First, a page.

emergency fund flaws

Do you have an emergency fund?

I have to admit it’s probably the most critical part to my financial well being.  It protects me when my car breaks down, an unexpected medical bill pops up, or if I need to fix something around the house.

More than anything though it helps me sleep better at night.  It keeps me from waking up in the middle of the night feeling that financial dread of how I’m I going to pay next months bills.

2008 was the year I got serious about my emergency fund.  I had managed to build up a $20,000 emergency fund  over a 4 year period.  We saved religiously week in and week out, and then something happened, we managed to spend it all.  We had gotten in over our heads and forgot the cardinal rules that had come to help us out so much.

How did this happen you might ask?  What follows are the 3 major flaws that destroyed my emergency fund, and after that I will share with you what I’m doing now to build my emergency fund back up.

3 Reasons Why My Emergency Fund Failed

I Didn’t Have A Dedicated Account. Having a dedicated account would have allowed me to keep all of my emergency fund cash in one specific place rather than scattered over several accounts.  This made it hard to keep, track, and identify, which money was for what.

On top of that I also found that keeping this dedicated account at a different bank or credit union would have prevented me from having easy access to it.  I don’t know if it’s just me but when I have cash in my hand my first instinct is to spend it.

To prevent this I’ve learned that I need to keep it in one place where I can’t access it so easily and spend it on things that are not for its intended purpose.


It Wasn’t Automatic.  The second reason my emergency fund failed was because I did not automate it enough.  Sure I had a system in place when it came to my emergency fund.  Every week when I would get paid I would take so much out of my check and put it towards my emergency fund.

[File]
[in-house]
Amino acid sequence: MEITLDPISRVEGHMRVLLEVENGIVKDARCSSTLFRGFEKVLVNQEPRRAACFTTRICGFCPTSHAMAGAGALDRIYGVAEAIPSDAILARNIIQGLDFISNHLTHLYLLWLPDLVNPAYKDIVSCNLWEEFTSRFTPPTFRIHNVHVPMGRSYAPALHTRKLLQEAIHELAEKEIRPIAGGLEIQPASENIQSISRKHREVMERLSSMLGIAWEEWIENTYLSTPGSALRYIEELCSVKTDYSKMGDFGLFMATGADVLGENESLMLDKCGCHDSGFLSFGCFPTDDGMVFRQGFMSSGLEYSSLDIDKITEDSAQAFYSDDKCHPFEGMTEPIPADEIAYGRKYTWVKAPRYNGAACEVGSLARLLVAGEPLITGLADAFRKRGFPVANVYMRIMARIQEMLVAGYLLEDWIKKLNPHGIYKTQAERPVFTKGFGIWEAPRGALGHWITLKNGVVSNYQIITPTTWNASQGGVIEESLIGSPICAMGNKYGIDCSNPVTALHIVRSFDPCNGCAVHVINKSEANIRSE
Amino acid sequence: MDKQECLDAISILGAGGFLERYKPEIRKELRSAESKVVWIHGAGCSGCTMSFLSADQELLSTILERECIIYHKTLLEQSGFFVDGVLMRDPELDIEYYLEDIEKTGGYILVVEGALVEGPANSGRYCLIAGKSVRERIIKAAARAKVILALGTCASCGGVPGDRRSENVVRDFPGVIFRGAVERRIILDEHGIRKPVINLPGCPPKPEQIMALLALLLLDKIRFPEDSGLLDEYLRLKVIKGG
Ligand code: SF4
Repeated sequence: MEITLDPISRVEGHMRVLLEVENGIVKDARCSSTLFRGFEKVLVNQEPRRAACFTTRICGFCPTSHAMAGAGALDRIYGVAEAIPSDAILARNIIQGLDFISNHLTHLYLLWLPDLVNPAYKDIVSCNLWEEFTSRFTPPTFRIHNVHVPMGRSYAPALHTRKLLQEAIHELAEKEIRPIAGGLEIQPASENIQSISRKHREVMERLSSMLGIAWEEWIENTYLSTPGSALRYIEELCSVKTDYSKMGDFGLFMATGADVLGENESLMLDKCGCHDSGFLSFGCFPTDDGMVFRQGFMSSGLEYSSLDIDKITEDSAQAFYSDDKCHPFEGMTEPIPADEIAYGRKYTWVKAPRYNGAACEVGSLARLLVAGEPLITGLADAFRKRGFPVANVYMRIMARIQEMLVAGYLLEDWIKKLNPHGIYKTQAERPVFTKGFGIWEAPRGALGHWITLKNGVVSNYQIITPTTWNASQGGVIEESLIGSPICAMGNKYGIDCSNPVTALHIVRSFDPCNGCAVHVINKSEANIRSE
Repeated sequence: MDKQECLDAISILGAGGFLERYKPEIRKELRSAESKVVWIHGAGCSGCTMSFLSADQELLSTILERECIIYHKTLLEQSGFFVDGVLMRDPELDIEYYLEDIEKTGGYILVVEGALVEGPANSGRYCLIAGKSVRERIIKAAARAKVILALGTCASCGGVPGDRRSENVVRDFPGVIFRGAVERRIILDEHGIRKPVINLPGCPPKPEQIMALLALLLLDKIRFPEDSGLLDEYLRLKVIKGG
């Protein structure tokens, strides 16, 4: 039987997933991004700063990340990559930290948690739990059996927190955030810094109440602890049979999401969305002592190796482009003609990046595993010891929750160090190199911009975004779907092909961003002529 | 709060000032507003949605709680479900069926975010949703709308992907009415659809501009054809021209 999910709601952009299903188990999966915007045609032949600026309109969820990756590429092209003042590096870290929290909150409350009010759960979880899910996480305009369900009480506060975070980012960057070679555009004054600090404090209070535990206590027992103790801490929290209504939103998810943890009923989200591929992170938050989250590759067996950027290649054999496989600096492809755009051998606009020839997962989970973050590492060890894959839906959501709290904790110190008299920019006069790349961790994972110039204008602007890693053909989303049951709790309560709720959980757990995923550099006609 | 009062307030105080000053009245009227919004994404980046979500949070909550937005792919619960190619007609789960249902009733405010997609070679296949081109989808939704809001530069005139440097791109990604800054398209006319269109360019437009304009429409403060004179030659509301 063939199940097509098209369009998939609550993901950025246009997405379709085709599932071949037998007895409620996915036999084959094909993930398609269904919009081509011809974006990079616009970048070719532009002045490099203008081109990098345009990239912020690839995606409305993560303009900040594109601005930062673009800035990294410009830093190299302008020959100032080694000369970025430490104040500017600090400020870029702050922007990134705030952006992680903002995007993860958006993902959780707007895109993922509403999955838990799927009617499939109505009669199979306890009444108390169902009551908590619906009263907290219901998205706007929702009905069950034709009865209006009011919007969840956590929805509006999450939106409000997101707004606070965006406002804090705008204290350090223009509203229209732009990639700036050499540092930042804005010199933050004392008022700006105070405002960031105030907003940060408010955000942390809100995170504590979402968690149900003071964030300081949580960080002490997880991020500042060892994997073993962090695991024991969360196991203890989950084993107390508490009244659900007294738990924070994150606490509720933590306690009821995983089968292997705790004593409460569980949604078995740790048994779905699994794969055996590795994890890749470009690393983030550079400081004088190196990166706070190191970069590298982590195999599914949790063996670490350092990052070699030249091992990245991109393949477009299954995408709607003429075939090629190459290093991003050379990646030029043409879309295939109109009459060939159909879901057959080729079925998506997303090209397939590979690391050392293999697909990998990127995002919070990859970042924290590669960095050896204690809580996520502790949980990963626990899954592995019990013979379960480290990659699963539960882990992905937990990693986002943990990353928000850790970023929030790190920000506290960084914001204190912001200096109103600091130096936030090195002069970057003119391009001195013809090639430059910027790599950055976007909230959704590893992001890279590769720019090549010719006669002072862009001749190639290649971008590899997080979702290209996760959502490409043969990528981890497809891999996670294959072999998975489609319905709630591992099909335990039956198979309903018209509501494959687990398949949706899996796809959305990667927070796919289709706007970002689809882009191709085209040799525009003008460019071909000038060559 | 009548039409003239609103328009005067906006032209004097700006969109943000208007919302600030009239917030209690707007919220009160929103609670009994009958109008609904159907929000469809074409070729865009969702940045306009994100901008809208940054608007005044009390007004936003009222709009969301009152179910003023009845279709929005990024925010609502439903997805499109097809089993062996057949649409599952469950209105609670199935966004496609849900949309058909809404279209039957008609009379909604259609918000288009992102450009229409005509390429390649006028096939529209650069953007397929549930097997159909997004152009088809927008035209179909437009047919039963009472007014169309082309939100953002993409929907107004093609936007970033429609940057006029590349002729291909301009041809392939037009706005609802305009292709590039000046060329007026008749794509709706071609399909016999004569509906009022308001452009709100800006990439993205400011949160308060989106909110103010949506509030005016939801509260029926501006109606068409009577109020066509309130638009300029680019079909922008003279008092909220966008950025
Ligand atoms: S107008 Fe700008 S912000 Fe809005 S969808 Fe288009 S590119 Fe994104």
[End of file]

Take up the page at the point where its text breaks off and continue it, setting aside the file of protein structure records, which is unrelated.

But this wasn’t exactly full proof.  Everything was working great until I built a new house.  As  a result I began to put this money towards furnishing my house and postpone putting money towards my emergency fund for the time being.

However since I had gotten so accustom to using this money in other places I realized it was going to be a lot harder to go back and save the amount of money I was saving before I started building my house.

If I would have had a more automated set up I wouldn’t have quit putting money towards my emergency fund and I would likely still have a decent amount of cash in it.


I Didn’t Pay Attention.  Finally, the biggest reason my emergency fund failed was because I didn’t pay attention to my finances close enough.  When I was building my house I failed to keep my budget and spending in check.

Over time I got sloppy with my spending and before I knew it I had $6500 of credit card debt and even worse my entire emergency fund was gone.  Now I did manage to pay off this debt and build back a small emergency fund, which you can read about that here.

However it is nowhere near the amount I had before and now I find myself in a place where I am starting all over again.  So what is the solution to this problem?  Below is my current solution, and it’s simpler than you might think.


The Solution

The solution to this problem is to have the right tools.  For example if you had to build an entire house with a wrench and a screw driver you would probably realize rather quickly that having a hammer would work a lot better.

When it comes to your finances the same holds true.  You want the right tools in the right place at the right time.  So what do I use to for my emergency fund now?

Today things are much different.  Now I use the Capital One 360 Savings Account to do all the heavy lifting for me.  This is an online based account that has no fees, carry’s an attractive interest rate, and best of all you can automate the entire savings process.

If you would like to learn more about how I did this you can check out my tutorial here.